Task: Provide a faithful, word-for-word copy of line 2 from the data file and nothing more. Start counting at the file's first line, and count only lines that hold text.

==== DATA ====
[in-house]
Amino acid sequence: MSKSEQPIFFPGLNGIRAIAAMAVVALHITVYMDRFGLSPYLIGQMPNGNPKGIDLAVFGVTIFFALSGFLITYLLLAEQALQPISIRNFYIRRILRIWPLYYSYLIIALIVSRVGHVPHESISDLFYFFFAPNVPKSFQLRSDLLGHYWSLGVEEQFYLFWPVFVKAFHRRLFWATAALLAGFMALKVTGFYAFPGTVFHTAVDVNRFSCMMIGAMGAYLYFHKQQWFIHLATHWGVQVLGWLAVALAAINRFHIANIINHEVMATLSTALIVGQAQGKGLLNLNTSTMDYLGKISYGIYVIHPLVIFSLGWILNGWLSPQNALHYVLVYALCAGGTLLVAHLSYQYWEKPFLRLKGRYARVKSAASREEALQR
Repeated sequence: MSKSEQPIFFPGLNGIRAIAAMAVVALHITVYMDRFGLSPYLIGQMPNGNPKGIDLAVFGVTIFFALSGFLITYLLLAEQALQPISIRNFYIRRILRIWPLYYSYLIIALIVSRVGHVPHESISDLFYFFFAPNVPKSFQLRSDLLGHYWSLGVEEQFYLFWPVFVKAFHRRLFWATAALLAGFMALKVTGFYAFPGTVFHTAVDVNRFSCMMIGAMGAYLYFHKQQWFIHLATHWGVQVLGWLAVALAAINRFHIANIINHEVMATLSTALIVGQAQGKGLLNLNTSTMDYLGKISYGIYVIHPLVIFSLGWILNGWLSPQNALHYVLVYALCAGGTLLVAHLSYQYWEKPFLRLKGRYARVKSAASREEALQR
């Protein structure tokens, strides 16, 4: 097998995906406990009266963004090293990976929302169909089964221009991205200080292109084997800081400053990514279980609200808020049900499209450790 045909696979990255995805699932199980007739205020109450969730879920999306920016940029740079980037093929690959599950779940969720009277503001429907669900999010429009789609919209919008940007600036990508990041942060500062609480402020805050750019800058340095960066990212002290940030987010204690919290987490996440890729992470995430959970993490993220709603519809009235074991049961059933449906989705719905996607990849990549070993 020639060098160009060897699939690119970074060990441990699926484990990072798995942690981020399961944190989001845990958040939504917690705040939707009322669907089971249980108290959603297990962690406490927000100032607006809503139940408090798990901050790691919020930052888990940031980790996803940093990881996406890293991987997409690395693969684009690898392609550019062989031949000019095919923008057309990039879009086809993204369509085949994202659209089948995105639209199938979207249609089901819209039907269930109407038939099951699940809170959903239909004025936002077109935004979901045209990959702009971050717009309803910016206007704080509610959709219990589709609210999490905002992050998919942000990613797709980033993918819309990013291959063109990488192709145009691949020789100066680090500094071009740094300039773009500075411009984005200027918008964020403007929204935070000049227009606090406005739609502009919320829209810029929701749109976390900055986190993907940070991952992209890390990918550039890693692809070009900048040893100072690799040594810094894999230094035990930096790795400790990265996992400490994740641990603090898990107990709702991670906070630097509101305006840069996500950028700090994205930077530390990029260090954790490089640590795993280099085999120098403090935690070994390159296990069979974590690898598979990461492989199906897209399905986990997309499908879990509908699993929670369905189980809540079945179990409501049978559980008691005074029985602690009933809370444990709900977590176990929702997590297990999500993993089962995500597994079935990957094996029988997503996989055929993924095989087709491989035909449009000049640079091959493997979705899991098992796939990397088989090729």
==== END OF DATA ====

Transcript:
Amino acid sequence: MSKSEQPIFFPGLNGIRAIAAMAVVALHITVYMDRFGLSPYLIGQMPNGNPKGIDLAVFGVTIFFALSGFLITYLLLAEQALQPISIRNFYIRRILRIWPLYYSYLIIALIVSRVGHVPHESISDLFYFFFAPNVPKSFQLRSDLLGHYWSLGVEEQFYLFWPVFVKAFHRRLFWATAALLAGFMALKVTGFYAFPGTVFHTAVDVNRFSCMMIGAMGAYLYFHKQQWFIHLATHWGVQVLGWLAVALAAINRFHIANIINHEVMATLSTALIVGQAQGKGLLNLNTSTMDYLGKISYGIYVIHPLVIFSLGWILNGWLSPQNALHYVLVYALCAGGTLLVAHLSYQYWEKPFLRLKGRYARVKSAASREEALQR